Parenting After Loss: Life, Love, and Family

By |2018-12-18T21:48:38+00:00December 18th, 2018|Parenting After Loss|0 Comments

My rainbow is nearly three. He is developing so much and it is a joy to parent him even with the boundary testing that marks this age. As he grows, he is starting to understand – or at least parrot back – more about his brother who died. This has brought me tears, heightened intensity, and moments of enormous pride.

My husband and I have talked a lot the past few years about how Obie (our son who died) will be talked about and included in our lives, but the rubber really meets the road now that our surviving children are starting to truly “get it.” The urge to shield them from anything sad or scary is strong, and it made me reexamine our plan.

When it comes down to it, what do I want to teach my living children about life, love, and family?

Life:

It does not last forever. It is precious, and we should protect it. It is an opportunity, and we should seize it. It is true, and it cannot be erased.

The fact that my baby died does not mean he did not live. He lived, and that fact changed my life forever. As much as I wanted to trade my life for my child’s, it was not an option. My life is the only one I will have, and it is my only chance to protect others, to experience joy, and to share my memories.

As this is true for my child who died, it is true for my children who live. Their lives are precious, and I will do my best to protect them. Their lives are opportunity, and I will help them seize it. Their lives are happening, and when they die it will not erase what came before or the impact they will have on what comes after.

Love: 

It lasts longer than life. It is precious, and we should protect it. It is an opportunity, and we should seize it. It is true, and it cannot be erased.

When a life has ended, love remains. Love is one of the core emotions that makes loss so hard. We have all this love building up and the person we wanted to shower with love isn’t here. Where to put that love is a journey that never truly ends. The love for my son comes out in the ways I talk about him, the ways I support others dealing with loss, and the simple ways I get through the day.

As this is true for my child who died, it is true for my children who live. My love for them is precious, and I will protect it and give it room to grow. My love is an opportunity to demonstrate what love looks like – for the living and the dead. My love for them all is true, and as the years go by it cannot be erased.

Family*: 

It can last even longer than love. It is precious, and we should protect it. It is an opportunity, and we should seize it. It is true, and it cannot be erased.

I am the only mother my son had. And for now, I am the only mother my living children have. They can’t get their mothering from anyone else, so it’s up to me to do the best I can. The best I can doesn’t mean perfection, and it doesn’t mean I run myself ragged trying to live up to some external ideal, but it does mean I keep perspective. My children deserve a special relationship with their mom, and it’s my responsibility to try to sustain it. Families can be complicated, it’s true. But family, to us, is forever.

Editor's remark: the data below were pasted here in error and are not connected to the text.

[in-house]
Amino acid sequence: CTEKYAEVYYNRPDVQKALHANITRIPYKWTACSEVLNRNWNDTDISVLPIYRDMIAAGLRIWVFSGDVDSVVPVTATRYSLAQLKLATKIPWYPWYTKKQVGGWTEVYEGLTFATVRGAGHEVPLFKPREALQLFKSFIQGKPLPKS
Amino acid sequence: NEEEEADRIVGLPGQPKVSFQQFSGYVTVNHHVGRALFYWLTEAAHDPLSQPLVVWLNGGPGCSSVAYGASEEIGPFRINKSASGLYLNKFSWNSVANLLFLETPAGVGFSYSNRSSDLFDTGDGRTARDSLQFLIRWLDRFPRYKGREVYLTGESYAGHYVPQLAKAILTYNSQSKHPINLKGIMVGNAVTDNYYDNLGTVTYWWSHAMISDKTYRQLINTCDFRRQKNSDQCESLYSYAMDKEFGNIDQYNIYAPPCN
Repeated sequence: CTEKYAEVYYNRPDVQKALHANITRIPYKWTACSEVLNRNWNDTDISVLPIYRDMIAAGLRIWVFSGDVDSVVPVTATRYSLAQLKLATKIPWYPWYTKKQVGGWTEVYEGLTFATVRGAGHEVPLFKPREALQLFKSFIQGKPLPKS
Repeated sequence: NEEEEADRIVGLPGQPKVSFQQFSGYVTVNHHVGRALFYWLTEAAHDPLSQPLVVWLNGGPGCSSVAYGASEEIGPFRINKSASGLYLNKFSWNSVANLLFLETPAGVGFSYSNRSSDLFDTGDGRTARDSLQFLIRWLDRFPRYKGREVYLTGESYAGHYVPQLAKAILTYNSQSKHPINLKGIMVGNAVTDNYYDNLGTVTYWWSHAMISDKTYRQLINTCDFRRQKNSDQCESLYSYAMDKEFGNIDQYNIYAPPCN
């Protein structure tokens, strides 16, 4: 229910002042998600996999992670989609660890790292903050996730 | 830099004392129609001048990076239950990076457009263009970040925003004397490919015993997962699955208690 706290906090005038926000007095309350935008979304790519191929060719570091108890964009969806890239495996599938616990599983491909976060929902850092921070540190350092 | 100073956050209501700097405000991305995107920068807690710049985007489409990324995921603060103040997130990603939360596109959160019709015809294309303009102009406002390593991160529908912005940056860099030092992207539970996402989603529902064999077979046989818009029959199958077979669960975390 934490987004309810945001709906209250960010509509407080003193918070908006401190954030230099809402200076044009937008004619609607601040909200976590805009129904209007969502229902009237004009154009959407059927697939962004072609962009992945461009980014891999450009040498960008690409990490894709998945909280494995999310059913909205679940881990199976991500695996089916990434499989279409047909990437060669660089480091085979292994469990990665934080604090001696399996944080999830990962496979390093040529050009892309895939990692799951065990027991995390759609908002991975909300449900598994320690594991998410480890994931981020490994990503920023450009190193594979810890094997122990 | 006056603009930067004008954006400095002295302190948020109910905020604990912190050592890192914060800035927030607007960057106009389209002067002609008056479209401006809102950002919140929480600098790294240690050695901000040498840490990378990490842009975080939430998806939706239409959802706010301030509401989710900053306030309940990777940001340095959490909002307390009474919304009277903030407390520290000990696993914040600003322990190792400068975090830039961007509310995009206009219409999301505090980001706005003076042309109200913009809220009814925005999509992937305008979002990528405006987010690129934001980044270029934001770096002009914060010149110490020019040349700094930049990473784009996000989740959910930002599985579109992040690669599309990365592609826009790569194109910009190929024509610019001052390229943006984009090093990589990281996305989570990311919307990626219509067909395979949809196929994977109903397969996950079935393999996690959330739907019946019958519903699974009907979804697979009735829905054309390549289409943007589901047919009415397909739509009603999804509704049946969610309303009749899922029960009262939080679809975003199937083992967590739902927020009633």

As this is true for my child who died, it is true for my children who live. Family is precious, and death does not sever the family bonds. Family is an opportunity to have a loving, supportive community and I will do everything in my power to create that for my kids. Family is true, no matter what, I am their mom.

Nothing can change that, no future family state can erase that parent-child relationship. No new bonds that form, no family status changes. These things may happen, but this relationship will remain. When I am dust and memories, the history will still have happened. I mothered them.

 

*Family to me means more than blood, marriage, or legal relations. Your family is your village, whoever they are.

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About the Author:

Elizabeth Thoma
Elizabeth Thoma lives in the Bay Area, California, with her husband, Chris, and two cats, JJ and Pepper. She found out she was expecting their first child Mother’s Day weekend, 2014. With mild symptoms and no significant early warning signs, they adjusted to pregnancy and eagerly planned for their growing family. At the second trimester anatomy scan, they found out they were having a son and that he had an abdominal wall defect, an omphalocele. Ever the planners, Elizabeth and Chris prepared themselves and their families for what the omphalocele meant in a best-case scenario, and some of the possibilities that couldn’t be diagnosed in utero. Their son, Oberon, was born six weeks early and had his omphalocele surgery within his first twelve hours of life. The surgery went well, but Obie was having trouble breathing. At first, the doctors thought it was related to his large tongue, one of the many indicators that he had Beckwith-Wiedemann Syndrome. When Obie was one week old, the doctors told Chris and Elizabeth that somewhere along the line, Obie’s brain stopped developing. While they could control his seizures somewhat with heavy medication, Obie’s brain would never develop and he would not be able to walk, talk, or even communicate. At this point, they decided to switch Obie to comfort care and try to take him home from the NICU. They successfully broke out of the NICU and Obie rode home in an ambulance. Bringing their son home brought much comfort to their family. Obie passed away at home in his daddy’s arms at 33 days old. Elizabeth found out she was pregnant with their second child a week after Mother’s Day, 2015. Her second son, Everett, was born January 7, 2016. Elizabeth and Chris blog at about their family at Our Little Beastie.

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